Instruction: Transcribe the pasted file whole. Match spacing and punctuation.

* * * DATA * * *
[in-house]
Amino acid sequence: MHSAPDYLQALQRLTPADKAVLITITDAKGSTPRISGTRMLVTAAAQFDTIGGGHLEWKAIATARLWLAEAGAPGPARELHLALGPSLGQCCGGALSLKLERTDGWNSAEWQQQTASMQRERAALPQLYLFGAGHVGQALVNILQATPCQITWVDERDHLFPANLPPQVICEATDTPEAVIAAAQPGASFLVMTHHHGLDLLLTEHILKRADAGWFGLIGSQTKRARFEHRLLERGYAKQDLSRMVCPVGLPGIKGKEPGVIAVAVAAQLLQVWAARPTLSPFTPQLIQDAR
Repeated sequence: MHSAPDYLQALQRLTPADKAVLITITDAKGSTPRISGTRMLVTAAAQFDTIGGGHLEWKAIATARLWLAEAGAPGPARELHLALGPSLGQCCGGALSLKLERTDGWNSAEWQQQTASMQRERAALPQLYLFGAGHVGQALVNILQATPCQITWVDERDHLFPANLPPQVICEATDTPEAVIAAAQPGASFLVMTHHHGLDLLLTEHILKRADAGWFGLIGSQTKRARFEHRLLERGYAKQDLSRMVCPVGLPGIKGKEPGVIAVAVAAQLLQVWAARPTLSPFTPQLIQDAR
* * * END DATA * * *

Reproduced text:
[in-house]
Amino acid sequence: MHSAPDYLQALQRLTPADKAVLITITDAKGSTPRISGTRMLVTAAAQFDTIGGGHLEWKAIATARLWLAEAGAPGPARELHLALGPSLGQCCGGALSLKLERTDGWNSAEWQQQTASMQRERAALPQLYLFGAGHVGQALVNILQATPCQITWVDERDHLFPANLPPQVICEATDTPEAVIAAAQPGASFLVMTHHHGLDLLLTEHILKRADAGWFGLIGSQTKRARFEHRLLERGYAKQDLSRMVCPVGLPGIKGKEPGVIAVAVAAQLLQVWAARPTLSPFTPQLIQDAR
Repeated sequence: MHSAPDYLQALQRLTPADKAVLITITDAKGSTPRISGTRMLVTAAAQFDTIGGGHLEWKAIATARLWLAEAGAPGPARELHLALGPSLGQCCGGALSLKLERTDGWNSAEWQQQTASMQRERAALPQLYLFGAGHVGQALVNILQATPCQITWVDERDHLFPANLPPQVICEATDTPEAVIAAAQPGASFLVMTHHHGLDLLLTEHILKRADAGWFGLIGSQTKRARFEHRLLERGYAKQDLSRMVCPVGLPGIKGKEPGVIAVAVAAQLLQVWAARPTLSPFTPQLIQDAR